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Mount St. Helens: Instrumentation and Dome Growth, April-May 2006

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Detailed Description

The first priority of any eruption is to assess current status and what might happen next. To accomplish this, Mount St. Helens became one of most heavily monitored volcanoes. At the start of the 2004–08 eruption, 13 permanent seismic stations operated within about 12 miles of Mount St. Helens. By the end of the eruption, the seismic network consisted of 20 stations. Several temporary stations (spiders) were operated for short periods on the 1980-86 lava dome, the 2004-2008 lava dome and on Crater Glacier. Scientists at the USGS-Cascades Volcano Observatory and its partners used many techniques during the 2004-2008 eruption to monitor the volcano, including interpretation of seismicity, ground deformation, thermal imaging, time lapse photography and lava sampling. Lessons learned at Mount St. Helens have been shared with researchers around the world to better understand  volcano behavior, assess hazards and potential impacts, and to provide timely warnings of future events.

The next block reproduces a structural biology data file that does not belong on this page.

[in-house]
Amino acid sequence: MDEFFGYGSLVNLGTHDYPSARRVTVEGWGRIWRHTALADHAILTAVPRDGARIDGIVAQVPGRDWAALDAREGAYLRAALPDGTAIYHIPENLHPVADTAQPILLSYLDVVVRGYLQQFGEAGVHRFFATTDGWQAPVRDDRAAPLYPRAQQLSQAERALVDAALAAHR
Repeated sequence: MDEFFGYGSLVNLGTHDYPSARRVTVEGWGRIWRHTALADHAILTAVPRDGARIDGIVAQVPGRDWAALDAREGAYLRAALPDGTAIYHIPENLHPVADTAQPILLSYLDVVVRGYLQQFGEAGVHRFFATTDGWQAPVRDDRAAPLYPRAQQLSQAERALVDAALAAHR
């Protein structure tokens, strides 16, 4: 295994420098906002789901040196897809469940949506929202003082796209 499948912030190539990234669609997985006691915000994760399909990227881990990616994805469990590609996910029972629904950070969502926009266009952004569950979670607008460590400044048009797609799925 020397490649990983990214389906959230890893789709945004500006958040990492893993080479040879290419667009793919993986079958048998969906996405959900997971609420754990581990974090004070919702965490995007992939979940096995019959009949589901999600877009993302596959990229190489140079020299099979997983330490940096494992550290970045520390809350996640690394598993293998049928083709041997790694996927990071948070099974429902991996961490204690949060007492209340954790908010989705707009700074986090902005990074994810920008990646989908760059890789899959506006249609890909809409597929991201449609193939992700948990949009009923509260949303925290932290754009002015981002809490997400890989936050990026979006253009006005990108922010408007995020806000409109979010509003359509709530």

1. Forward Looking Infrared (FLIR) Thermal Imaging of 2004-2006 Dome and Surrounding Area of Deformation, April 04, 2006
  2. 2004-2006 Dome and Surrounding Area of Deformation, April 28, 2006
  3. Helicopter Collecting Rock Samples from the Actively Growing “Spine” April 28, 2006
  4. Helicopter Retrieval of GPS “Spider” from 1980-1986 Dome Using Grappling Hook, April 28, 2006
  5. Maintenance of “Brutus” Camera Located on East Crater Rim, April 28, 2006
  6. Aerial View of “Brutus” Camera Site Located on East Crater  Rim, April 28, 2006
  7. Time-lapse Photography Showing Growth of Extruding Lava “Spine” at a Rate of ~ 1mm/minute,  April 28, 2006
  8. Forward Looking Infrared (FLIR) Thermal Imaging of the Actively Extruding Lava “Spine”, May 04, 2006
  9. Time-lapse Photography of Dome Growth Viewed from “Brutus” Camera Site Located on the East Crater Rim, November 10, 2004 to May 10, 2006
  10. Time-lapse Photography of 2004-2006 Dome Growth Viewed From “Sugarbowl” Camera Site, November 10, 2004 to May 10, 2006